Marijuana has attracted many labels in its time. On Friday, Colorado lawmakers debate whether the state should give the drug one more often associated with purple carrots than purple haze — certified organic.
Colorado starts work Friday on becoming the first state to regulate organic labels in its pot industry, with other legal weed states watching to see whether they too should step in to help consumers wondering what’s on their weed. Organic standards are regulated federally, and pot remains illegal at the federal level, meaning there’s nothing stopping commercial pot growers from calling their wares organic.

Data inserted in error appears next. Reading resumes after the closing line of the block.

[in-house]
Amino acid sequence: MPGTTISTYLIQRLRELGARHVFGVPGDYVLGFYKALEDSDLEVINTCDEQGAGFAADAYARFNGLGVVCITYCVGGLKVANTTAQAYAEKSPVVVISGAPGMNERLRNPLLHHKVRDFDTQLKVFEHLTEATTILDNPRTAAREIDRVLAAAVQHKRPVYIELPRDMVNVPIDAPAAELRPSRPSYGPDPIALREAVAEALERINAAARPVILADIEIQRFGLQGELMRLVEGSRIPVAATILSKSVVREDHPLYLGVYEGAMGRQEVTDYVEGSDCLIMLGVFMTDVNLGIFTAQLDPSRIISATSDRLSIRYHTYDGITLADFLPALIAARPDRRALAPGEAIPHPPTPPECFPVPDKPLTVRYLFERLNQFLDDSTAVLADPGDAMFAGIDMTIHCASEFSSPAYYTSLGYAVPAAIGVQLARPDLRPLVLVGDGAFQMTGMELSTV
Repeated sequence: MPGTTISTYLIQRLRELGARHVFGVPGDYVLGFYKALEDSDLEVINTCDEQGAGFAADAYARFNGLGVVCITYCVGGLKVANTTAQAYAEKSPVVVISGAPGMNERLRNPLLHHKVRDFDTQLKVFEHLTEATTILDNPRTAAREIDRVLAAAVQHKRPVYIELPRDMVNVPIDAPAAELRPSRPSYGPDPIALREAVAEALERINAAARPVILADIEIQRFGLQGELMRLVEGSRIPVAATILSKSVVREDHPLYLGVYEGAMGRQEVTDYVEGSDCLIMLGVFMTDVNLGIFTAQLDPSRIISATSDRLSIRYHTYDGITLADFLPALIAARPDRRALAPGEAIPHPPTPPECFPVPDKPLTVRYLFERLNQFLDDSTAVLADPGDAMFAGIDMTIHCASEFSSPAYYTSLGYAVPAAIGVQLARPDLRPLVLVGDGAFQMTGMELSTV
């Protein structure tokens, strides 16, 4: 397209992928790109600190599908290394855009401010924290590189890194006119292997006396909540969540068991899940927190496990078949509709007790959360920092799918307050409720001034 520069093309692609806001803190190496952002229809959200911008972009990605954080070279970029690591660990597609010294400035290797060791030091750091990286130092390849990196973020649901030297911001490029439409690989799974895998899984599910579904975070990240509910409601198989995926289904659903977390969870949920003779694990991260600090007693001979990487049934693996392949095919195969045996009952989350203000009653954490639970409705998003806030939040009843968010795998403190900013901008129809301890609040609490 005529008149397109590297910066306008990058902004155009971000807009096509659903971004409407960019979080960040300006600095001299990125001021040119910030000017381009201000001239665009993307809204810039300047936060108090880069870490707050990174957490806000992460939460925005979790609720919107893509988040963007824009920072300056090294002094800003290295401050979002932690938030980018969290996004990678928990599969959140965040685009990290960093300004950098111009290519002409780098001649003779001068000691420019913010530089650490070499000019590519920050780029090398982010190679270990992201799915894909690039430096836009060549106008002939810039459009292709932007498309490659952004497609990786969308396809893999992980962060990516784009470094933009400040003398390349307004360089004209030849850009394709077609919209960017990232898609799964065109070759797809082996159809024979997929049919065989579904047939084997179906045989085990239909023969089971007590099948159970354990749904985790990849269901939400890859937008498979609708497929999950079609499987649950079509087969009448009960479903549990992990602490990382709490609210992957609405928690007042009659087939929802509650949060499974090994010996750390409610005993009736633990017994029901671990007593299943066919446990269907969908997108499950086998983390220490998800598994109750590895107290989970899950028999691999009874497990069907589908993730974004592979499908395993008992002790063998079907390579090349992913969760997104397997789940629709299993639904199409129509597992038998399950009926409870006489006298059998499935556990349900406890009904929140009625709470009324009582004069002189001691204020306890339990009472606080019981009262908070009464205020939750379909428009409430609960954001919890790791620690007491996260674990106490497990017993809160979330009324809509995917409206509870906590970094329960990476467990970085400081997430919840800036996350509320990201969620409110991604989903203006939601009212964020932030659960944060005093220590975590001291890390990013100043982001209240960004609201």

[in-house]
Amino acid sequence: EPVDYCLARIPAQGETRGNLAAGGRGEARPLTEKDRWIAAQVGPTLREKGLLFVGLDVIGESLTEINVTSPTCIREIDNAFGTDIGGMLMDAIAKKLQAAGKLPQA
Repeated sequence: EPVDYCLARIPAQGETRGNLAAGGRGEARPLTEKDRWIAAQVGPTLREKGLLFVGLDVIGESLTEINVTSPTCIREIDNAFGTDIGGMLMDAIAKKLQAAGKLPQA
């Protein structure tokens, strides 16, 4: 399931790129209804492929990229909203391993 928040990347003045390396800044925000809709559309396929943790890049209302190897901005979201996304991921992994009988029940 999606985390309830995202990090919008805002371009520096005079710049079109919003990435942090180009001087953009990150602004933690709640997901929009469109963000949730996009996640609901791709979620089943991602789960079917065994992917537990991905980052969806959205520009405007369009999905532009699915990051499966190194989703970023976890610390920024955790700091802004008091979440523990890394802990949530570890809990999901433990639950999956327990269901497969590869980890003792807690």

“Consumers have a right to know what they’re putting in their body,” said Colorado Rep. Jonathan Singer, a Democrat sponsoring the bill to create the state-sanctioned labels. The bill has its first hearing Friday in the state House Public Health Care and Human Services Committee. The measure doesn’t specify what growers would have to do to get the certification, it instead directs the state’s agricultural department to get a third party to draft the regulations. The bill also doesn’t say which pesticides would be off-limits for organic growers.
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